MADDOW: Members of the press who have been there have been tweeting about their experience just being in the press pen tonight are talking about the size and density of this crowd, but the sort of intense enthusiasm in this crowd as these supporters wait for Hillary Clinton and you know, obviously, this is a moment that is about her. This is also a moment that’s about our country in the same way that we, as a country, became a different kind of country when an African-American man was nominated and then elected. We'll be a different kind of country tonight when it becomes clear that a woman will be the Democratic candidate for president this year for the first time ever in 240 years.

(....)

10:45 p.m. Eastern

CHRIS MATTHEWS: Well, it was a hell of a speech. Let’s just say that. It was historic and she put the focus where it ought to be on the history she made and she didn't really take credit for it personally. She talked about the 19th Amendment, of course, that gave women the right to vote in the first place, the suffrage moment, the suffragette movement with Seneca Falls. She really shared it tonight, I thought and just in a technical sense, I think she's still on a roll from last week's speech. It had a confidence to it. She has that new ability to go with the rotation, let the audience applaud and then respond it to it. Let them applaud, respond to that, not fighting it anymore. Very confidence approach and I think it gives them more heavyweight stature. I thought it was interesting what she didn’t talk about, didn’t talk about the terrors of the world, the dangers of the world, the need for a stronger security. We always thought she would run a security campaign, a safety campaign up against Trump's unevenness to put it lightly. She didn't mention that tonight, didn't mention really the President at all tonight. She will convention by November mention him a lot, but I thought it was very tough on Trump, very tough. That line where she said he’s temperamentally unfit to be president, jumped out like a cougar. It just jumped out at you like, wow. There is a very, very powerful statement to make about your opponent who is the presumptive nominee of the other party, talking about the code — the code he uses. When you say, Make American Great Again, she says basically, that's a claim she'll take us back to an industrial country he’ll never be able to bring back us from, an industrialized big city. It isn’t going to come back again and he's also saying I'm taking you back with where the whites ran the show. I think that is very powerful and rough as hell. So I think magnanimity, there was some of that was there, too. She said I'm going to make America better, including for the people that don't vote for me. I love that kind of magnanimity in a political speech. It was a winner’s conversation with the American people. Okay if you vote against me, I’m still going to be working for you if I get the job, appealing to Democrats, Republicans and independents. Reaching across the political spectrum, not acting like a Progressive only but somebody who has progressive — a progressive agenda. But it's for everybody. I thought it was a very magnanimous speech and also a tough one, guys, very tough.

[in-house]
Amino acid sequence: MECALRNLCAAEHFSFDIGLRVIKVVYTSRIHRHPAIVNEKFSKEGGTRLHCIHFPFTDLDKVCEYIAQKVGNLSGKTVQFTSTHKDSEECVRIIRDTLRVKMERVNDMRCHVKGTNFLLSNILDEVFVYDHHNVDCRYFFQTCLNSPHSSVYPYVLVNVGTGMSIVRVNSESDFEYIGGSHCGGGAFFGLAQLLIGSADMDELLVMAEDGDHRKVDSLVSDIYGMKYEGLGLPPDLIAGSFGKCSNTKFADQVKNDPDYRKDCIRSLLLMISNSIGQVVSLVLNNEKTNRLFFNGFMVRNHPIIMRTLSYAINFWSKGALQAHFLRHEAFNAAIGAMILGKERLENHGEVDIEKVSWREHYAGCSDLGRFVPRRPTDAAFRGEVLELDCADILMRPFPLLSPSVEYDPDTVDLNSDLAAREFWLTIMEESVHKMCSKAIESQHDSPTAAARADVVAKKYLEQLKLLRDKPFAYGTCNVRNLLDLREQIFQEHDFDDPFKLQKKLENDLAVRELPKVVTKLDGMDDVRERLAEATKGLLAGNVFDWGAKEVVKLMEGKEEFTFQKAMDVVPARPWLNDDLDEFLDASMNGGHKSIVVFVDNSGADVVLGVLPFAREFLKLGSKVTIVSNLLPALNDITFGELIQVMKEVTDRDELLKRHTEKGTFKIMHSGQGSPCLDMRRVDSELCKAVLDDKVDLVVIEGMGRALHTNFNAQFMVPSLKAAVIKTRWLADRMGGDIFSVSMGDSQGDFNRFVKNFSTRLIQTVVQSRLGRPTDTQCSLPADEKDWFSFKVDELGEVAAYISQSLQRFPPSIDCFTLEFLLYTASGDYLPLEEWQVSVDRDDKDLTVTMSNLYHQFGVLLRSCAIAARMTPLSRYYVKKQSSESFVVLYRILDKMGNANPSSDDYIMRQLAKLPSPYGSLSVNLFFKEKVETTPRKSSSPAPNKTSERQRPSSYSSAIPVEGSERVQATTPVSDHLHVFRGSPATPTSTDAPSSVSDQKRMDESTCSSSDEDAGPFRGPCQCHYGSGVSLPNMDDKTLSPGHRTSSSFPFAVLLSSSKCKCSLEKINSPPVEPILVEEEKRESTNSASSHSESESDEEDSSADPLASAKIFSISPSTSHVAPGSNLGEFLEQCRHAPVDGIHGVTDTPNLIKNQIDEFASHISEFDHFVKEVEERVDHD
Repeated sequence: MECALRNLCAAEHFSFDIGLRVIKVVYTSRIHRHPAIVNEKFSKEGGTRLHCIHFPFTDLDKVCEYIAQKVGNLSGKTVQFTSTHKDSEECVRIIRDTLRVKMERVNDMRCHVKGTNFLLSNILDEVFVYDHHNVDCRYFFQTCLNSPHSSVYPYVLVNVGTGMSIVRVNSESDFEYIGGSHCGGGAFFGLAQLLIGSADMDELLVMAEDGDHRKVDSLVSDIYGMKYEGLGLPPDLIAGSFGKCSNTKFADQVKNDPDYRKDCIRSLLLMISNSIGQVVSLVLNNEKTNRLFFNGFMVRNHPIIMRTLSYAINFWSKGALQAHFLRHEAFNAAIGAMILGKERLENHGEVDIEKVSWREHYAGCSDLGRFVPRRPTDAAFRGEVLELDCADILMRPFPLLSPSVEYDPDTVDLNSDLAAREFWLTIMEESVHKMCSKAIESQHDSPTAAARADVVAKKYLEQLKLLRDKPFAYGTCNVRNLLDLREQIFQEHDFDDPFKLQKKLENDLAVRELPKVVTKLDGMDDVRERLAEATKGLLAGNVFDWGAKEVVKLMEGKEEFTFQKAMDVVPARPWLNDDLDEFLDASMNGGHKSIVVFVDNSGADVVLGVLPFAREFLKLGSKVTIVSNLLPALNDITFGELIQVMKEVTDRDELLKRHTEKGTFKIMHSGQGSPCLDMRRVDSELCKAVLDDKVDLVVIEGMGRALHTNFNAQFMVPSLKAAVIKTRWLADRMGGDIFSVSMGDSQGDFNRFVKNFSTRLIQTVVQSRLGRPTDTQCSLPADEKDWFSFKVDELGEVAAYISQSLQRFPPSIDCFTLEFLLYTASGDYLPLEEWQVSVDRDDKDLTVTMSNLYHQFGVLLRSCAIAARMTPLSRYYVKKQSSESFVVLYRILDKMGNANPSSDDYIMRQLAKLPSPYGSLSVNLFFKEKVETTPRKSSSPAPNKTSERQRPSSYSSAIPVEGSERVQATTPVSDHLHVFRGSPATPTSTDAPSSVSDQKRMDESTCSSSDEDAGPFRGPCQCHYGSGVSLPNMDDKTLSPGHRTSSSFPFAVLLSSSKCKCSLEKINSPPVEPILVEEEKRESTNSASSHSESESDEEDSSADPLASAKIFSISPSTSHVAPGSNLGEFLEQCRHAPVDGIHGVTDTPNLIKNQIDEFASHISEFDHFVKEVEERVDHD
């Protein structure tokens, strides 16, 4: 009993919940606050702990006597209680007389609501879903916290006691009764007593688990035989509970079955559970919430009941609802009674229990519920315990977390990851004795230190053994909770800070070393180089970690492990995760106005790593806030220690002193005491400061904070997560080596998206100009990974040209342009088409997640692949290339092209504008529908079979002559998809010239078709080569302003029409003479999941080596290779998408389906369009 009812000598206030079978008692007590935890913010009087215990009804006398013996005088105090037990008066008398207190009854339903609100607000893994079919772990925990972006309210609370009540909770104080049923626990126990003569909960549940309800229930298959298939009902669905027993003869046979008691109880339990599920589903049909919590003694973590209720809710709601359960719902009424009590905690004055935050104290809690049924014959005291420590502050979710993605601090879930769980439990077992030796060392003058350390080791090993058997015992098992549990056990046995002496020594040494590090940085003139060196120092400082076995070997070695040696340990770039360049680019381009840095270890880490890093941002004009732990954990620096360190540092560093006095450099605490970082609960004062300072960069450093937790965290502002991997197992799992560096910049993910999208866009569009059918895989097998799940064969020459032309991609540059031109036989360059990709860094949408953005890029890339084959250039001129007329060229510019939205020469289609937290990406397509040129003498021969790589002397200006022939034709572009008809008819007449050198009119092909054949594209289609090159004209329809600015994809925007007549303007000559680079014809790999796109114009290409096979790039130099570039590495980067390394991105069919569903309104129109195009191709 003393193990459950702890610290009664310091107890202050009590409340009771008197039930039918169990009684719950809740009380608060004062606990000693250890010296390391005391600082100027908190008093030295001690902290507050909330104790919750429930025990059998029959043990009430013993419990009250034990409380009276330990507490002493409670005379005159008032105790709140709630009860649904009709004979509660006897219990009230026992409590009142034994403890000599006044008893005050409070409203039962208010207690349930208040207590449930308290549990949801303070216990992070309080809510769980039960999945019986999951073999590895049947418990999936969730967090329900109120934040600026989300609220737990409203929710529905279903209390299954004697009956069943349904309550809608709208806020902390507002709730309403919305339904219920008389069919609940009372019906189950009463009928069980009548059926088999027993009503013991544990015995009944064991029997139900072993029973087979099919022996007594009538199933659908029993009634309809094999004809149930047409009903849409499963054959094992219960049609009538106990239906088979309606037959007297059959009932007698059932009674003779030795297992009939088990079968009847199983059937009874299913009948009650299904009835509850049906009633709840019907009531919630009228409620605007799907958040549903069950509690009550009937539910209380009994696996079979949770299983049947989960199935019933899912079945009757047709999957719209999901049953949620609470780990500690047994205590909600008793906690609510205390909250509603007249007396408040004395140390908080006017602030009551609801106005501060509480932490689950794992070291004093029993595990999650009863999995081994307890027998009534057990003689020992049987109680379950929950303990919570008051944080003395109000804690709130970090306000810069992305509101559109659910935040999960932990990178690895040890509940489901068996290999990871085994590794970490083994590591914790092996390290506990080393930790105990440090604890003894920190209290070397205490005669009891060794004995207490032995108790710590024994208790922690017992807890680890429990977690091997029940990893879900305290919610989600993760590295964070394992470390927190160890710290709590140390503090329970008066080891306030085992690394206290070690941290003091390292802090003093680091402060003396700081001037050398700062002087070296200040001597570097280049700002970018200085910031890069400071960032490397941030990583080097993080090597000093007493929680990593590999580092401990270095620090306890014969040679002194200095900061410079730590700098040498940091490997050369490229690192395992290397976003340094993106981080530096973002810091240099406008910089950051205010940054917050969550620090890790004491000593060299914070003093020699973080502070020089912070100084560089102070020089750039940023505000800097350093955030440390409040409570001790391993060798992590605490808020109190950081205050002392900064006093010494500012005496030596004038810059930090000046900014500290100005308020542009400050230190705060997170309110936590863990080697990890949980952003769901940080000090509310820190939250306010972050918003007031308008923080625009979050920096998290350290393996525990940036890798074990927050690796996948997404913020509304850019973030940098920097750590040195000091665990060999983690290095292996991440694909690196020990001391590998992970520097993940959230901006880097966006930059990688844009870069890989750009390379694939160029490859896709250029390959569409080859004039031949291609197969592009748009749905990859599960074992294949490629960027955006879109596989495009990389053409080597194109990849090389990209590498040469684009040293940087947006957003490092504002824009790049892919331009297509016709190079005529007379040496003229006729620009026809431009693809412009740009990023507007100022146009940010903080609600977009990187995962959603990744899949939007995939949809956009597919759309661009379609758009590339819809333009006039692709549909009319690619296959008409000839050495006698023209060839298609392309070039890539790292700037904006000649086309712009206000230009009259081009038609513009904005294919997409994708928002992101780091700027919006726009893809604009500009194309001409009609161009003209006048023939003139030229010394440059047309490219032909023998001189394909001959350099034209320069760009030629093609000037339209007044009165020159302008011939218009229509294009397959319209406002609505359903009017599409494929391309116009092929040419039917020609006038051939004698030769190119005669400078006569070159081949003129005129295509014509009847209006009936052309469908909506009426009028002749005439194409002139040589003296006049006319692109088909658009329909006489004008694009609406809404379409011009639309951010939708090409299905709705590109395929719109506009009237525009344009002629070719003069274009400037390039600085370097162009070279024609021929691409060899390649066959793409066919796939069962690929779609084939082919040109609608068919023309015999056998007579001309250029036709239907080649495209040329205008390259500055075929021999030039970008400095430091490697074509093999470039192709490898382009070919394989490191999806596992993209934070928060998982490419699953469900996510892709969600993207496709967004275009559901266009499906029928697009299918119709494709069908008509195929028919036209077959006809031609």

(....)

MATTHEWS: Rachel, Rachel, I thought it was so powerful when she said as your president. She’s never said that before. The first time she walked into this thing saying I'm going to be your president. As your — Joy, I thought it was so powerful.

REID: And it’s important because Hillary Clinton has been so many things. She's been First Lady of the United States. She's a different role even though it shares the home of the president of the United States. It's a big trajectory, I think, for a woman, particularly a woman of her generation to make that trajectory from wife of the president to the embodiment of the presidency. She could not have been in starker contrast to Donald Trump. She was a grown-up. She is an adult and she’s saying that she is prepared to be your president. That is so important for her to do.

Tell the Truth 2016 NB Daily Campaigns & Elections 2016 Presidential Political Groups Conservatives & Republicans Liberals & Democrats Sexuality Feminism MSNBC Other MSNBC Video Government & Press Joy Reid Rachel Maddow Chris Matthews Hillary Clinton Donald Trump